Does Suspension On the basis of a Criminal Case Automatically Revoke on Cancellation of the Complaint?

The Kerala High Court on 6th July 2021, dealt with the question of quashing the suspension of a teacher accused of sexual assault. 


The appellant in the case, P. Muralidharan was the manager of an aided school. The second respondent, K. Vijaykumar was working in the post of Higher Secondary School Teacher.

He was accused of sexual abuse against a girl who appeared for an exam he was invigilating. When the appellant found out about the registration of this crime, he immediately gave an order of suspension against the respondent. The only reason for the suspension was the registration of a criminal case. 

In 2019, the accused filed to quash the entire criminal proceedings initiated against him upon the premise that the victim and her family had come forward with her statement that the complaint of sexual harassment was given upon a misunderstanding. They did not want to pursue the case any further.  The court thus quashed the proceedings. 

This quashing was appraised by the State and a direction for reinstatement to the service was given. It is this order that was challenged in this petition. However, the learned single judge found that while the disciplinary proceedings may not be dependent upon the quashing of the criminal proceedings, the accused can be reinstated in service.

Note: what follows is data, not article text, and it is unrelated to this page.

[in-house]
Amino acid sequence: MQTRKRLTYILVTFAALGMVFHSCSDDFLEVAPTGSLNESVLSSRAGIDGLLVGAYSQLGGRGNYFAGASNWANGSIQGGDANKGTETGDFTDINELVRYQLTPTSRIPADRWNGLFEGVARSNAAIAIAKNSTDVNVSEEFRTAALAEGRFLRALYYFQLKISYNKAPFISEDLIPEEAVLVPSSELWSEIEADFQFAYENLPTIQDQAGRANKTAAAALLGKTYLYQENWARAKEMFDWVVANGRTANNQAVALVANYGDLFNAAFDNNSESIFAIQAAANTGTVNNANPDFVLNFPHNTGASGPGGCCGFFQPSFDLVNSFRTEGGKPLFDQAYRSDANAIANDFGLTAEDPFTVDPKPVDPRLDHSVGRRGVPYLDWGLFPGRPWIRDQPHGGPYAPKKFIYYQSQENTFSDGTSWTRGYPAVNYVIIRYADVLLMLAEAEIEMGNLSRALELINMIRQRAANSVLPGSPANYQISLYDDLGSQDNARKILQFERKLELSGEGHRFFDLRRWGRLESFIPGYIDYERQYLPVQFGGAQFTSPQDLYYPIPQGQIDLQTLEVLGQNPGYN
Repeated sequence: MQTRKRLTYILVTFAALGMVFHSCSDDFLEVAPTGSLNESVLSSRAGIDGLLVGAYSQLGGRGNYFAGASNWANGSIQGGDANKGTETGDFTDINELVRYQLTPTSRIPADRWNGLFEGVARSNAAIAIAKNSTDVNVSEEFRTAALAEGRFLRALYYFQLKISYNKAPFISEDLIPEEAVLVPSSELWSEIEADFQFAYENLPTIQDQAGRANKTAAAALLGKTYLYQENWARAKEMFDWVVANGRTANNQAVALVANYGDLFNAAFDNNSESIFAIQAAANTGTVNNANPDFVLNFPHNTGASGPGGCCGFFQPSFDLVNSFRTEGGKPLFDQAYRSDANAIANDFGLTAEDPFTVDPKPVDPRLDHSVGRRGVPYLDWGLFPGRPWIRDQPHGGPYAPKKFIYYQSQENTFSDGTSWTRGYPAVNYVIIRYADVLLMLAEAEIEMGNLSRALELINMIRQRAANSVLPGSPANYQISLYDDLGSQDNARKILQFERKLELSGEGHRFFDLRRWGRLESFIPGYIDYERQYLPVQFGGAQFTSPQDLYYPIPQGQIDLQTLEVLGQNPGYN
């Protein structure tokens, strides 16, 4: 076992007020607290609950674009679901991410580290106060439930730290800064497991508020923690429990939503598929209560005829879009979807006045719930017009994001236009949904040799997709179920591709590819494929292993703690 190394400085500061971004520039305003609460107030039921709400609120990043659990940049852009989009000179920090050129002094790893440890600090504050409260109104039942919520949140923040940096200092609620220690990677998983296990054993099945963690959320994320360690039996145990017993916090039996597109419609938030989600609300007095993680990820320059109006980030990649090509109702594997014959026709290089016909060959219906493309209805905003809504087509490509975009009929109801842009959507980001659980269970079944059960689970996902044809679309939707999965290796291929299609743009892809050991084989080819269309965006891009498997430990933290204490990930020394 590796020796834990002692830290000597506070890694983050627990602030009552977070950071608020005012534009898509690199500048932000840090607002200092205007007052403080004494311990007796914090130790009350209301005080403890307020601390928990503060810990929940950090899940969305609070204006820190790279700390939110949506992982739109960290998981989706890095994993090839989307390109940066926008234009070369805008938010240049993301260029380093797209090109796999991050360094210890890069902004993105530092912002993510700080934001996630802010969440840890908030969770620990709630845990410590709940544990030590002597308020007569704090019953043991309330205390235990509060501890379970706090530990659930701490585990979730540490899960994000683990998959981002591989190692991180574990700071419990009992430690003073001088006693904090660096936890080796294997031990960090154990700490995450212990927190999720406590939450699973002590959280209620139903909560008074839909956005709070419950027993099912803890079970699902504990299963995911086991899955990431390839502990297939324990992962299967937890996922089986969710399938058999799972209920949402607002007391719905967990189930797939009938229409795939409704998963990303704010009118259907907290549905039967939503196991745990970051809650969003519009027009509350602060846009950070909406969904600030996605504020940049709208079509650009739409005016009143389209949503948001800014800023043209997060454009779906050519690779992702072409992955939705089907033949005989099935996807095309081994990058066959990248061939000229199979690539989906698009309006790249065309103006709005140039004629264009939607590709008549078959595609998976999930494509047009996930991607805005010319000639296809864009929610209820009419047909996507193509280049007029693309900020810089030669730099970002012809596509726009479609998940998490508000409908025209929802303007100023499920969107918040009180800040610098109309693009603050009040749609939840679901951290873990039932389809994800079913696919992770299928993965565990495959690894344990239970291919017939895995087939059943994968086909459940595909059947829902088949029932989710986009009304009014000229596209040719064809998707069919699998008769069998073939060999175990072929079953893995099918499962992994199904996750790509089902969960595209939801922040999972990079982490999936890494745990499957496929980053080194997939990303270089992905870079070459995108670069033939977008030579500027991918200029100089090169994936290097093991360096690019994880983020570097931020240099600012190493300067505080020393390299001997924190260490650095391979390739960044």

The Kerala Education Rules, 1959 were checked and it was found that a manager of an aided school can place a teacher under suspension on the registration of a criminal case. However, to extend this suspension over 15 days, permission of educational authorities is needed. The question before the court was whether an order of suspension issued on the basis of registration of a criminal case ought to be revoked on the termination of such criminal proceedings.

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The counsel for the petitioner stated that there should not be any reliance placed on the fact that the complaint was quashed. This had been settled in a precedent where offences under the POCSO Act couldn’t be quashed on the basis of settlement. 

On the other hand, the respondent’s counsel was adamant that an order of suspension cannot be continued for an unlimited time. Considering that the petitioner was a subordinate authority to the State, the state must review the continuation of suspension. 


Justice A.K. Jayasankaran Nambiar & Justice Gopinath P. reviewed the Kerala Education Rules as well as the precedents set before the court. Reviewing these, the court stated that quashing the suspension order by the court itself would be binding on that of the manager of the aided school.

This was in compliance with the law as well. It stated that the suspension was based only on the fact that a criminal complaint was registered. When such a complaint ceases to exist, so should the suspension. Thus, the petition was dismissed and the suspension stood quashed. 

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